News, Nuggets & Longreads 09 April 2016: Sheep Dung, Italy, Scotland

Here’s all the reading about beer and pubs that’s made us sit up and take notice in the last week, from sheep dung beer to brewery takeovers.

→ It’s easy to scoff at the sil­ly things sil­ly craft beer sil­lies but in their sil­ly beer but what if the nov­el­ty ingre­di­ents have a con­nec­tion to region­al tra­di­tion­al, like salt­ed cod or malt smoked with sheep drop­pings? Knut Albert reports from Ice­land and (spoil­er alert) says, ‘the shit does not give any pro­nounced fla­vor’.

Food 52 has an inter­view with Rome-based food and drinks writer Katie Par­la in which she reflects on why Ital­ian craft beer is so expen­sive, and so excit­ing: ‘It’s one of the few facets of food or drinks cul­ture here that is, by def­i­n­i­tion, cre­ative.’ (And there’s a brief com­pan­ion piece by Par­la her­self here.)

Con­tin­ue read­ing “News, Nuggets & Lon­greads 09 April 2016: Sheep Dung, Italy, Scot­land”

Heather Ale, 1900: ‘…the brewery caught fire…’

Digging through copies of Brewing Trade Review looking for information on pubs last week we couldn’t help but get distracted by, for example, a 1900 article that offers an intriguing footnote to our long piece on Williams Bros from last year.

It’s enti­tled ‘Heather Ale’, the author isn’t named, and it almost has about it the bones of an H.P. Love­craft or Arthur Machen sto­ry – why did the brew­ery catch fire? To con­ceal the dia­bol­i­cal secrets unearthed by Dr. Macla­gan who has since gone quite mad? (No.)

And, 116 years on, the prac­ti­cal infor­ma­tion might even still be use­ful to any­one keen to brew­er heather ale them­selves this sum­mer.

Here’s the arti­cle in full:


As there are many leg­ends about the abnor­mal virtues of heather ale, Dr. Macla­gan has been at great pains to inves­ti­gate the whole sub­ject, and his results quite fail to sup­port the won­der­ful rep­u­ta­tion which cen­turies have woven around this bev­er­age. So far as doc­u­ments go it appears to have been brewed with great suc­cess by the Picts, who, how­ev­er, refused at all times to tell the Scots how to brew it, and the secret was sup­posed to have died with them. There are one or two recipes in exis­tence, but all require a good deal of malt or sug­ar. Dr. Macla­gan had some heather bloom analysed, and found that it yield­ed 17 per cent of a sub­stance which reduced Fehling’s solu­tion and appeared to be a sug­ar, but every attempt to fer­ment it was was unsuc­cess­ful. Recourse was then had to a prac­ti­cal brew­er, Mr A. Melvin of Edin­burgh, who made an extract from 4 lbs of pure heather bloom with 6 gal­lons of water in a steam jack­et­ed cop­per. Yeast was added to extract (Sp. Gr. 1001.5) in a cask which was kept well-rolled, but no fer­men­ta­tion took place. Wort and heather flow­ers alone when mouldy in a short time, so the fol­low­ing exper­i­ment was tried: Four gal­lons of wort, Sp. Gr. 1100, with four gal­lons of water, were boiled with heather flow­ers, the total quan­ti­ty used being 2½ lbs. The mix­ture was strained and the fil­trate boiled for anoth­er half-hour. The flu­id smelt strong­ly of heather and had an agree­able taste. It was next rapid­ly cooled, and, when at a tem­per­a­ture of 69º F, was poured into a six gal­lon cask, topped up with boiled wort, and a pint of yeast well roused in. As it fer­ment­ed the cask was kept topped up and the beer prop­er­ly cleansed. The beer thus pro­duced was bot­tled, and the result was a fair­ly palat­able liq­uid with a rough woody flavour. A fur­ther exper­i­ment was made with more heather, and a high­ly sat­is­fac­to­ry sam­ple was obtained, but unfor­tu­nate­ly the brew­ery caught fire, and the heather ale was destroyed. The result of the inquiry, how­ev­er, was pre­cised, though dis­ap­point­ing; heather may be all right as a flavour­ing for those who like it, but it is use­less for pro­duc­ing beer by itself. As two ounces of bloom mea­sures about a pint and a‑half, and take over an hour to col­lect, it would be an expen­sive ingre­di­ent, and its loss is there­fore not to be regret­ted.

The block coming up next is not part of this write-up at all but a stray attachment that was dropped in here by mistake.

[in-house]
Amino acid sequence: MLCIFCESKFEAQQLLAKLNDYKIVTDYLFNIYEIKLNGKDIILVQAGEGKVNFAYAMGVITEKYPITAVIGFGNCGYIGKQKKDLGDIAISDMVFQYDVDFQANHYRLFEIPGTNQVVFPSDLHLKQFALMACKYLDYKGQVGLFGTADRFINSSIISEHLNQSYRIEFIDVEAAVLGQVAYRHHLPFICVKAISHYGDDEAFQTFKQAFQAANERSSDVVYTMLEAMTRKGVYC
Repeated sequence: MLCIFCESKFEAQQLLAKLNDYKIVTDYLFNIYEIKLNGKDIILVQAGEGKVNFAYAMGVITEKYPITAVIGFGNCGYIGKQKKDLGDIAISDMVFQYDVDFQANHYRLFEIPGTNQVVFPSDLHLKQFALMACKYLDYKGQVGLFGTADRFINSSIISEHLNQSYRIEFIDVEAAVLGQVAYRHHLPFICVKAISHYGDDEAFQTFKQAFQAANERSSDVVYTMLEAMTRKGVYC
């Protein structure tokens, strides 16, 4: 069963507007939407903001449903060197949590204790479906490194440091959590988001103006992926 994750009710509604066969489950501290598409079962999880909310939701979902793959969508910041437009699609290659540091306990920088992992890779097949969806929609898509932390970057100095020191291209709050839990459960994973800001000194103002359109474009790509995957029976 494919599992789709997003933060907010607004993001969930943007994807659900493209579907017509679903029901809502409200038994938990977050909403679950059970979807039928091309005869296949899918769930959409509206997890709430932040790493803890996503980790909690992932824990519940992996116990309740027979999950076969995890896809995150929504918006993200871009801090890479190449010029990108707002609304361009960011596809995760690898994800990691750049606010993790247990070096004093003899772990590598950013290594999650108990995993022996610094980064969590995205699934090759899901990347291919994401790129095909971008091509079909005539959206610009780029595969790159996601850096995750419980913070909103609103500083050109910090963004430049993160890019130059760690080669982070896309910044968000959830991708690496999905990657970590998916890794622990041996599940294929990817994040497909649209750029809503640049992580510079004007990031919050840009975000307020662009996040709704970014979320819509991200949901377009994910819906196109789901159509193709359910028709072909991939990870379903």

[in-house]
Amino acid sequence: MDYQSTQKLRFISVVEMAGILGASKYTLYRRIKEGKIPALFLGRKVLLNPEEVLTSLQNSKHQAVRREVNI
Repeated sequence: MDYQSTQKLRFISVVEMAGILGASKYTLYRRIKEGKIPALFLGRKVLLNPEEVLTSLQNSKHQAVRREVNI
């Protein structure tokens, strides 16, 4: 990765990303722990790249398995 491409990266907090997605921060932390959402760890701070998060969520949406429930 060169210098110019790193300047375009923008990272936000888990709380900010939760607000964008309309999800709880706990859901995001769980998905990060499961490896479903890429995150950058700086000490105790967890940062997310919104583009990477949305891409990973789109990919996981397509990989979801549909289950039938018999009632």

We for­got to note in which month this arti­cle appeared (prob­a­bly April) but it’s cer­tain­ly on p.373 of the col­lect­ed vol­ume for this year if you want to look it up.

Williams Bros: Craft Before It Was A Thing

The quintessentially Scottish brewery Williams Bros began its life in 1988 when an elderly woman walked into a home-brewing supply shop in Glasgow and approached the young man behind the counter with the recipe for a long lost style of beer with a legendary status – heather ale.

Main illus­tra­tion above by and copy­right © 2015 Rachael Smith who blogs about beer at Look at Brew and is on Twit­ter as @lookatbrew. Oth­er images cour­tesy of Williams Bros.